Sometimes I do things just because I think it will later serve me as “material.” Last week, it meant I responded positively when an agent called and invited me to take Adelaide to a commercial audition.  I was going to go ironically.

I wanted to see how it all worked, wanted to poke fun at the moms who take this kind of thing seriously, wanted a professional to look at my daughter and say, “Yes, she’s the one. Send the rest home. What a face.” 

Dressed in the t-shirt I had slept in and a pair of flip-flops, I made sure not to care. Levi took stock of my carefree approach to the morning routine and teased, “Come on Rebecca, let’s stop pretending this is about Adelaide.”

The casting director told me she just wanted to see how well Adelaide could follow directions. “You tell her to clap, she claps. You tell her to put her arms above her head, she puts her arms above her head. That sort of thing.”

I danced in front of three casting agents and a disinterested sixteen-month old. “Clap Addy! Clap! Clap!”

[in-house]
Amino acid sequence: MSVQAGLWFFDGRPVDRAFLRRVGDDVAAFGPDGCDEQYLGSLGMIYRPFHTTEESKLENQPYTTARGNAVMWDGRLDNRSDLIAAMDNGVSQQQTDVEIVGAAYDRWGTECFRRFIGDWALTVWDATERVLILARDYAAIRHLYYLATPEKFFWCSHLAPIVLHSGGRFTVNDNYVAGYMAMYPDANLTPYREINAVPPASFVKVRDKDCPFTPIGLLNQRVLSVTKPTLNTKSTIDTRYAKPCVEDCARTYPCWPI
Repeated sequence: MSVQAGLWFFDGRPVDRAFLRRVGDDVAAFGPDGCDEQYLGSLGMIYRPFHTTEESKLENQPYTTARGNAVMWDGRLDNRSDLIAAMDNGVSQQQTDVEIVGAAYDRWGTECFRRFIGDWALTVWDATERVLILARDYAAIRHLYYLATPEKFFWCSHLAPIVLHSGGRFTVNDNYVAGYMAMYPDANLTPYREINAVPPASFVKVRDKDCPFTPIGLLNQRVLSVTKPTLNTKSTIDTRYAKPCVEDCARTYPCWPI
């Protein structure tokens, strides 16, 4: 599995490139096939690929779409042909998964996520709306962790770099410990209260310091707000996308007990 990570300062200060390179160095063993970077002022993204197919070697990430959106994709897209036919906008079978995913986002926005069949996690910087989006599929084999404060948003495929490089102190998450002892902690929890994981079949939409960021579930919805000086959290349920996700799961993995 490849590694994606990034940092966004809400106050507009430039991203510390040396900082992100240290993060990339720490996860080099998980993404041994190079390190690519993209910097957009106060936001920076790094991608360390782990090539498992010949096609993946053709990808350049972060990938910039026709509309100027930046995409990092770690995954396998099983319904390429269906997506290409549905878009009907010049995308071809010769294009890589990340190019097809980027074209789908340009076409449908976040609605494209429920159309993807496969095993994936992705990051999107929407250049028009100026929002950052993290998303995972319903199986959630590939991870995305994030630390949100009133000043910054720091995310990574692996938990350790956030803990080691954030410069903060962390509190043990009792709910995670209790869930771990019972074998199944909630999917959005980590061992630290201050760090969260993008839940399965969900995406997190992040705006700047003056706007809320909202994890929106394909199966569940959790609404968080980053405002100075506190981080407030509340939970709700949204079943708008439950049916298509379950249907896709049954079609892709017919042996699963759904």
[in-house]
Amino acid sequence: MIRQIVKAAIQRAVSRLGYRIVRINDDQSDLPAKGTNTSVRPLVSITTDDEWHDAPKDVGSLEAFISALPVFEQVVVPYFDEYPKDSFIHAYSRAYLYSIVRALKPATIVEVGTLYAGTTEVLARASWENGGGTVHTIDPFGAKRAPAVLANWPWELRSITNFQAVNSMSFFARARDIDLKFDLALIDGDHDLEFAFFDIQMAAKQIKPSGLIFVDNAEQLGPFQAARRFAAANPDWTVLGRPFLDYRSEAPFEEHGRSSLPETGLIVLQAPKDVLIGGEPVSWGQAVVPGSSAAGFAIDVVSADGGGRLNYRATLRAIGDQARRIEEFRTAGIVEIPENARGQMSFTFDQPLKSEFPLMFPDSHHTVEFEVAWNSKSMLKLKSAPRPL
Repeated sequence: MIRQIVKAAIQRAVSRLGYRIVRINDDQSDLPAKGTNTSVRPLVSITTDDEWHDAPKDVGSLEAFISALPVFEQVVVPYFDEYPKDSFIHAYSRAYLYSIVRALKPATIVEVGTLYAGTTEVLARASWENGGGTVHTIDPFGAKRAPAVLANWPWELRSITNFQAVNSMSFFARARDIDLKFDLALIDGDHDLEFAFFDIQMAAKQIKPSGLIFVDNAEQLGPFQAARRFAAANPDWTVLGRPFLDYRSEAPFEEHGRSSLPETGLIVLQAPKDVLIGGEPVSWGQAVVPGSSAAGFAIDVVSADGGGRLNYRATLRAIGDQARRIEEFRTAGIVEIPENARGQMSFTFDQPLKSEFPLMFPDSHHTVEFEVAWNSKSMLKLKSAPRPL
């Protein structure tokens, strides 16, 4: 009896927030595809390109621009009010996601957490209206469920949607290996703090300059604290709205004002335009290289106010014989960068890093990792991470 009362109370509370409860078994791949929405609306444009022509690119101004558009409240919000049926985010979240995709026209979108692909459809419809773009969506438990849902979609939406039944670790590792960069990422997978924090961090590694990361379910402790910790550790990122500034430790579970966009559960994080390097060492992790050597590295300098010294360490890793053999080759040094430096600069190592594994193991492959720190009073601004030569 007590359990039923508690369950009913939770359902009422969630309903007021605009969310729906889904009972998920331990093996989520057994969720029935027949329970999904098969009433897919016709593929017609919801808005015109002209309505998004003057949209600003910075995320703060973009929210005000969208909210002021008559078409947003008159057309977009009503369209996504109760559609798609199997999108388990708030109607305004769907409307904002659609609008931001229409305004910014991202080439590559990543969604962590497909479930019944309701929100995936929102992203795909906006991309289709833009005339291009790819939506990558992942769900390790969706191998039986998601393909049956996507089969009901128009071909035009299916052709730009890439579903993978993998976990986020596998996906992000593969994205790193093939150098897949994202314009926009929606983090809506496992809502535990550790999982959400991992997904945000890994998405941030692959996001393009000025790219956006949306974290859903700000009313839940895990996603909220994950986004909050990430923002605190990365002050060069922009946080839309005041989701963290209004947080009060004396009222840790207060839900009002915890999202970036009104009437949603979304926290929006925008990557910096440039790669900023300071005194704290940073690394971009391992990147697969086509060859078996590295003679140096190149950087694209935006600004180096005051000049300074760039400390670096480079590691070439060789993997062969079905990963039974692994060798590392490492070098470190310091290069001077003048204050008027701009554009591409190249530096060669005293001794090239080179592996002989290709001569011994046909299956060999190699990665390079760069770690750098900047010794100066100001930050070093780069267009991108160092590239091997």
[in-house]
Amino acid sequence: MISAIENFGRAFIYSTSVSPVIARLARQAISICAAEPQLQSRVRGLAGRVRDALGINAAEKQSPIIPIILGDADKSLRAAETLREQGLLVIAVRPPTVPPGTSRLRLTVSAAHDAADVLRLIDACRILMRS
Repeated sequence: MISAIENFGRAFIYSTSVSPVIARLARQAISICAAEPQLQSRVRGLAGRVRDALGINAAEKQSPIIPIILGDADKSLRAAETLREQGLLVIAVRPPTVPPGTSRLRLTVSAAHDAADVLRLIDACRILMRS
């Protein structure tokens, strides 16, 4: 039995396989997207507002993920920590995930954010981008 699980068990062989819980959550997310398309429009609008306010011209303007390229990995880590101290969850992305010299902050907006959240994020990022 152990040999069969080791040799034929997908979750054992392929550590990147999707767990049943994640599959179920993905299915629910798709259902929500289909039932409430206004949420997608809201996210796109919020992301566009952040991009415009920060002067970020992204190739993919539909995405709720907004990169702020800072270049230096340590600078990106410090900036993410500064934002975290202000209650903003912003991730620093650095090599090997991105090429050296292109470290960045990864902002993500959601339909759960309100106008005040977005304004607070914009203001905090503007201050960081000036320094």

She peered around me to get a better look at the camera. “You can do this Addy, clap! Clap! CLAP!!!”

Nothing. “Up high!” I cheered, raising my arms above my head. “Up high! Up high!”

She picked at the Velcro on her gold sandals.

“She usually does it,” I explained. “She’s just tired. But she can do it.”


She turned her head so that she could see me out of the corner of her eyes, but wouldn’t have to directly acknolwedge that this woman hopping about—desperately trying to impress a chubby casting director wearing a Gap Bo(red) t-shirt–was actually her mother.

It was a total bust (not that I cared). “Isn’t it always that way?” the mom closest to me observed. “They do these things at home no problem, but when it really counts they freeze.”

“Uh yeah, this is actually our first time,” I said as I packed up our things.

I replayed the scene in my head as we walked home.

 “You know,” I swung the stroller around so were facing each other. “I can only help you if you you’re willing to help yourself.” I crouched down so she would know I was serious. “I could only do so much in there. I needed you to meet me half way. This whole thing turned out to be a giant waste of my time. Do you know how much money they would have given you?”

 I was gaining momentum. “In fact, the next time the agent calls, I’m not so sure I’m even going to take you in. That’s of course assuming we even get a second call. Frankly, I wouldn’t be surprised if…”

She cut me off. Her eyes started dancing as threw her arms high up in the air, and then, pulling them down just as quickly, she started to clap.